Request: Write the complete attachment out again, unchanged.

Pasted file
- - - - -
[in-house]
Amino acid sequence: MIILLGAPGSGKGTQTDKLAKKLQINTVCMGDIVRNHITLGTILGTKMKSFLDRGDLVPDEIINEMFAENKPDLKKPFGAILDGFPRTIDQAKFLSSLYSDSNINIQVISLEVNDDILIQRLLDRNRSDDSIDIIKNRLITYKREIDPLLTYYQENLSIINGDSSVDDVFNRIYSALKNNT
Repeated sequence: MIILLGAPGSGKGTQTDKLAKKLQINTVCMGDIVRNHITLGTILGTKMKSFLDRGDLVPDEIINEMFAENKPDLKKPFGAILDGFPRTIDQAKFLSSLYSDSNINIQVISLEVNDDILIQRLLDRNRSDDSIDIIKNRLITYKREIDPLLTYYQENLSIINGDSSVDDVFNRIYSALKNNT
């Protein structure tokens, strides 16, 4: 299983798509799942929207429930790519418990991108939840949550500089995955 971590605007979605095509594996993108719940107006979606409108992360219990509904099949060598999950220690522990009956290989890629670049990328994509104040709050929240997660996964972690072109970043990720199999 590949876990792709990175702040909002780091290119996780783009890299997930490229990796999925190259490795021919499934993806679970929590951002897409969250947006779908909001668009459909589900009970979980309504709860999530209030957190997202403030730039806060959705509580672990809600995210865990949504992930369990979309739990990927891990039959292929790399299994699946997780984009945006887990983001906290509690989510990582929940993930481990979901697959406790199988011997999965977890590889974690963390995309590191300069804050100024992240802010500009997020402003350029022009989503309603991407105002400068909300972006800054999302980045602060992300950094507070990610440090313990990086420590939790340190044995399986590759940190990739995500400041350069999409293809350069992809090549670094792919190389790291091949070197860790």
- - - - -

[in-house]
Amino acid sequence: MIILLGAPGSGKGTQTDKLAKKLQINTVCMGDIVRNHITLGTILGTKMKSFLDRGDLVPDEIINEMFAENKPDLKKPFGAILDGFPRTIDQAKFLSSLYSDSNINIQVISLEVNDDILIQRLLDRNRSDDSIDIIKNRLITYKREIDPLLTYYQENLSIINGDSSVDDVFNRIYSALKNNT
Repeated sequence: MIILLGAPGSGKGTQTDKLAKKLQINTVCMGDIVRNHITLGTILGTKMKSFLDRGDLVPDEIINEMFAENKPDLKKPFGAILDGFPRTIDQAKFLSSLYSDSNINIQVISLEVNDDILIQRLLDRNRSDDSIDIIKNRLITYKREIDPLLTYYQENLSIINGDSSVDDVFNRIYSALKNNT
């Protein structure tokens, strides 16, 4: 299983798509799942929207429930790519418990991108939840949550500089995955 971590605007979605095509594996993108719940107006979606409108992360219990509904099949060598999950220690522990009956290989890629670049990328994509104040709050929240997660996964972690072109970043990720199999 590949876990792709990175702040909002780091290119996780783009890299997930490229990796999925190259490795021919499934993806679970929590951002897409969250947006779908909001668009459909589900009970979980309504709860999530209030957190997202403030730039806060959705509580672990809600995210865990949504992930369990979309739990990927891990039959292929790399299994699946997780984009945006887990983001906290509690989510990582929940993930481990979901697959406790199988011997999965977890590889974690963390995309590191300069804050100024992240802010500009997020402003350029022009989503309603991407105002400068909300972006800054999302980045602060992300950094507070990610440090313990990086420590939790340190044995399986590759940190990739995500400041350069999409293809350069992809090549670094792919190389790291091949070197860790």